More particularly, a larger support element is shown at 34 and, in this instance, rather than a sponge-like element, constitutes a hollow plastic housing with circular rows of vertical openings 35a, 35b and 35c passing therethrough and out the bottom.
Shown exploded below the support element 34 is a fabric material 36 of cup shape to fit over and be held frictionally by the support element 34. Fabric 36 may be impregnated with a medicant M. It will be noted that the fabric has a dense central portion 36a the peripheray of which is supported by a less dense or almost net-like fabric material 36b.
Referring back to FIG. 2, if the outside diameter of the exhaust opening for the hot air is D, then by making the outside diameter D' of the support element 34 the same as or greater than D, the periphery of the support and fabric will overlie the exhaust opening so that heated air will pass through the openings 35a, 35b and 35c and thence through the fabric 36. In this respect, however, air from the outer row of openings 35c will pass through the net support part of the fabric 36b directly onto the body portion being treated while air through the openings 35a and 35b will pass through the dense portion of the fabric 35a to help in absorption of the medicant.
As shown in FIG. 3, the support element 34 is detachably secured to the shaft 31 as by a screw and tapped opening in the end of the shaft. While either the porous sponge-like support 30 or the larger plastic housing support 34 can be used on the end of the shaft 31, in the preferred embodiment, the support 34 is used to provide for the most satisfactory all-around use.
The use of the hood 13 makes possible heat application to a portion of the human body without unnecessary heat loss. Further, heat loss at the top of hood 13 is prevented by the tight fit of foam rubber ring 12 on body 11, and the tight fit with which gathered portion 14 of hood 13 may be assured by pulling and tying drawstring 15 in the position shown.
It is another outstanding feature of the invention that heat and/or salve may be applied to a body portion while a massage is made possible and also while use is made of hood 13 to keep the body portion warm. In the latter case, hood 13 is used to cover the body portion.
Note will be taken that the embodiment of the invention shown in FIG. 1 may be used with or without salve, etc., and with or without a vibrator. Salve and a vibrator may also be used together or separately.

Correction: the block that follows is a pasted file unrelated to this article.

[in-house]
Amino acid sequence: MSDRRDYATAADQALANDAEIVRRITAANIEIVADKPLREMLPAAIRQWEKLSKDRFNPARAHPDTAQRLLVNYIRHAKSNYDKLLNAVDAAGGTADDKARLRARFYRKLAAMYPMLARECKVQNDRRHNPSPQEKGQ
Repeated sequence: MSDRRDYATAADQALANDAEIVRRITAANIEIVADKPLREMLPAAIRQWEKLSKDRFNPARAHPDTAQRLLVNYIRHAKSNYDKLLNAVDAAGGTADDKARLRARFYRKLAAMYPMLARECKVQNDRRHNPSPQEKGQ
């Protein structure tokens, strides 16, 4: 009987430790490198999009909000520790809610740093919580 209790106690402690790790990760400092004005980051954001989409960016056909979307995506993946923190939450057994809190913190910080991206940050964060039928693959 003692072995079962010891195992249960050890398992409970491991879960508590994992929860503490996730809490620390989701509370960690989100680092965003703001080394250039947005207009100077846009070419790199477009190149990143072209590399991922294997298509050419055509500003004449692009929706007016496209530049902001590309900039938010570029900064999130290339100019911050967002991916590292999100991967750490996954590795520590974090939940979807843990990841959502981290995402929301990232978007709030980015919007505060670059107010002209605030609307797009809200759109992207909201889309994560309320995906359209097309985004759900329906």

Other changes falling within the scope and spirit of this invention will occur to those skilled in the art. The heat or salve applicator is therefore not to be thought of as limited to the specific embodiments set forth for illustrative purposes.
|Cited Patent||Filing date||Publication date||Applicant||Title|
|US2081034 *||Jan 7, 1935||May 18, 1937||Carter Lionel A||Hair and scalp treating apparatus|
|US2706988 *||Sep 15, 1952||Apr 26, 1955||Jarolux A G||Human body heat treating apparatus|
|US2787998 *||May 14, 1953||Apr 9, 1957||Andre V E C Guilbert||Electrically heated vibratory medicament applicator|
|Citing Patent||Filing date||Publication date||Applicant||Title|
|US5860292 *||Aug 26, 1997||Jan 19, 1999||Augustine Medical, Inc.||Inflatable thermal blanket for convectively cooling a body|
|US6090085 *||Mar 11, 1997||Jul 18, 2000||Mehl, Sr.; Thomas L.||Skin moisturizing and buffing device|
|US6119474 *||Oct 20, 1998||Sep 19, 2000||Augustine Medical, Inc.||Inflatable thermal blanket for convectively and evaporatively cooling a body|
|US6126393 *||Sep 8, 1995||Oct 3, 2000||Augustine Medical, Inc.||Low noise air blower unit for inflating blankets|
|US6254337 *||Apr 24, 2000||Jul 3, 2001||Augustine Medical, Inc.||Low noise air blower unit for inflating thermal blankets|
|US6487871 *||Jun 28, 2000||Dec 3, 2002||Augustine Medical, Inc.||Apparatus, system, and method for convectively and evaporatively cooling a body|
|US6581400 *||Sep 30, 2002||Jun 24, 2003||Arizant Healthcare Inc.||Apparatus, system, and method for convectively and evaporatively cooling a head|
|US6786878||Jun 11, 2001||Sep 7, 2004||Interactive Health, Llc||Warm air massager|
|US7238162||Aug 12, 2004||Jul 3, 2007||Human Touch, Llc||Warm air massager|
|US7559168 *||Feb 24, 2006||Jul 14, 2009||Middlepoint Trading Company, Llc||Scope and action cover for hand guns and rifles|
|US8486030 *||Oct 22, 2010||Jul 16, 2013||Sunless, Inc.||Hand held skin treatment spray system with proportional air and liquid control|
|US8784390||Oct 22, 2010||Jul 22, 2014||Sunless, Inc.||Skin treatment spray nozzle system for automatic spray gantry|
|US20050020947 *||Aug 12, 2004||Jan 27, 2005||Interactve Health, Llc||Warm air massager|
|US20060191184 *||Feb 24, 2006||Aug 31, 2006||Wisecup Lloyd M||Scope and action cover for hand guns and rifles|
|US20100266776 *||Oct 21, 2010||Mt Industries, Inc.||Automated skin spray and dry system|
|US20110133001 *||Oct 22, 2010||Jun 9, 2011||Mt Industries, Inc.||Hand held skin treatment spray system|
|US20110137268 *||Oct 22, 2010||Jun 9, 2011||Mt Industries, Inc.||Hand held skin treatment spray system with proportional air and liquid control|
|WO1992021306A1 *||May 27, 1992||Dec 10, 1992||Thomas L Mehl||The skin clinic steamer|
|WO1997048356A1 *||Jun 16, 1997||Dec 24, 1997||Striednig Severin||Device for treating the human body with heat|
|WO2001093800A2 *||Jun 11, 2001||Dec 13, 2001||Interactive Health Llc||Warm air massager|
|WO2006086920A1 *||Dec 22, 2005||Aug 24, 2006||Kam Moon Fung||A health care and physical therapy device for gathering energy|
|U.S. Classification||604/291, 607/107|
|International Classification||A61M15/08, A61F7/02, A61F7/00, A61H23/02, A61M35/00|
|Cooperative Classification||A61M2205/59, A61H2201/105, A61H23/0263, A61F2007/0087, A61H23/0218, A61H2201/0228, A61H2201/0207, A61M35/003, A61M15/08, A61F2007/0001, A61F7/02, A61F2007/0261, A61H2201/025|
|European Classification||A61M35/00B, A61F7/02|
|Feb 15, 1990||REMI||Maintenance fee reminder mailed|
|Jul 1, 1990||LAPS||Lapse for failure to pay maintenance fees|
|Sep 11, 1990||FP||Expired due to failure to pay maintenance fee|
Effective date: 19900701